The use of interactive TV’s located around site communicate important campaigns and health and safety information, from the effects of silica dust to benefits of using battery operated tools and tower crane cameras to eliminate blind lifts, all of which has resulted in greater engagement, especially as these initiatives haven are things the workforce can relate to.

Of course, like anything, keeping health and safety fresh and interesting is not just about using technology. It needs to be communicated by everyone on a level that isn’t chastising but is coaching. You can shout at someone to do something and you can employ someone to do a job. They will take your money and hopefully work safely. But if you employ people who believe in doing things the right way and empower others to make sensible decisions, they will be part of the collective change.

Is there anybody you look up to in the industry?

I look up to anyone who challenges the norm, whether they are a site operative or board executive. In a time when the impression of health and safety is broken we should all collectively work together to keep things fresh and sensible.

Gone are the days of clipboard monitoring. I find it inspiring when speaking to those who recognise that it is about engaging the workforce and treating individuals with respect, and I’m not talking about the basics.

It is those who, despite the pressure of the job at hand, are still willing to go the extra mile to establish a working environment that is safe, secure and an enjoyable place to be. Generally, these individuals can diversify and tailor their leadership styles to suit a particular situation, while never forgetting the core principles of creating a positive and safe work environmental, which I find truly inspirational.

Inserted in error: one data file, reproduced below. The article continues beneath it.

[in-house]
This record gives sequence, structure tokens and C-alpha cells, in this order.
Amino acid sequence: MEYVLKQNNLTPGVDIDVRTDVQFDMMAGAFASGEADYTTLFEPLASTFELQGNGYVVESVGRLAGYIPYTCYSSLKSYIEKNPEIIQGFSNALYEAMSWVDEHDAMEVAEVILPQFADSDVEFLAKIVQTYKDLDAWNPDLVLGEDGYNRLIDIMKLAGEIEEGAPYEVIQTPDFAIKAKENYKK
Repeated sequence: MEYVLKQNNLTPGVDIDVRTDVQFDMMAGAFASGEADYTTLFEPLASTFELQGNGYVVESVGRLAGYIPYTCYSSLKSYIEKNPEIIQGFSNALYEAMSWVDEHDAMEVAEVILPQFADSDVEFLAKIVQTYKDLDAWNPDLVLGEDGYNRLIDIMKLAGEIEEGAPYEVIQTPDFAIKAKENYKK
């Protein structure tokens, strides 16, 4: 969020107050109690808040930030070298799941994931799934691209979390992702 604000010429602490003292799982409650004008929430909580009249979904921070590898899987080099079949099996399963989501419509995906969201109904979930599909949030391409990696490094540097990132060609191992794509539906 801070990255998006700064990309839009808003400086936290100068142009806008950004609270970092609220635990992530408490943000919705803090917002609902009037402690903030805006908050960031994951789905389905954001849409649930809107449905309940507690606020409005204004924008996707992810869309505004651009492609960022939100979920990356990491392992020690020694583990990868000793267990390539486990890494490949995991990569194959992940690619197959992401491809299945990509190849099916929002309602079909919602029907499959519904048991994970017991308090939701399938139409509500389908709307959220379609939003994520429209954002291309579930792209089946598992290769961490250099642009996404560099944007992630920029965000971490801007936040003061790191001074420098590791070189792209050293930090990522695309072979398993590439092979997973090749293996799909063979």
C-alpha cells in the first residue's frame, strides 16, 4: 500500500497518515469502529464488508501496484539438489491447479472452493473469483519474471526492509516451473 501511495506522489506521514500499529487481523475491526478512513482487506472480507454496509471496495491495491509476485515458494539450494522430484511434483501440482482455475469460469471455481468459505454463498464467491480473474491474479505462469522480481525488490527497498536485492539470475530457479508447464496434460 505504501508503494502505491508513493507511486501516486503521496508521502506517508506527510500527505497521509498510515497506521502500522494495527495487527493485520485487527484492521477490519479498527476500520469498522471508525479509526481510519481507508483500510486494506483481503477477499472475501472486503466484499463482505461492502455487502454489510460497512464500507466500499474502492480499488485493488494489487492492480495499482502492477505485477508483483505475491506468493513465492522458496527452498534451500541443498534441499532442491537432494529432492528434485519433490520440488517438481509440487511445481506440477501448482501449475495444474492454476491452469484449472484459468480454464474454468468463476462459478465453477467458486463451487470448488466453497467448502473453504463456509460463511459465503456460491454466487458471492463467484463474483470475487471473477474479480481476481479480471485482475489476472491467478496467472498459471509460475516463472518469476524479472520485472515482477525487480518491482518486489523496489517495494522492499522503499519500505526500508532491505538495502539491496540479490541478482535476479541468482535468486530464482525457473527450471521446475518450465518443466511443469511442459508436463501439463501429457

There are companies who have genuine belief in health and safety excellence, and I am fortunate to currently work for a company where health and safety is not just a department, but a state of mind shared by everyone.

Do you have any advice to offer someone interested in embarking on a career in health and safety?

Regardless of where and when you start your health and safety career, there are many interesting opportunities out there with an industry that is forever evolving. The next generation of health and safety professionals I believe will be contrary to the clipboard approach and instead will positively influence, educate and empower the workforce, creating new and promising opportunities for people to become the solution, not the problem.

An invaluable skill I have developed is to listen to the workforce, understand the difficulties they encounter when performing their tasks and asking them to suggest ways in which to improve their safety at work, making my job all the more interesting.

In the early days of my health and safety career, I recognised that technical ability is very important, but also the softer skills were just as, if not more essential to perform my role effectively. Keep developing both, empower others to lead by example and strive to diminish bureaucracy.

Find out what puts the fire in your belly and work with people who can help you to inspire a change and finally, avoid those who make things unnecessarily long winded. If the safest way isn’t the quickest, it probably won’t work too well for anyone.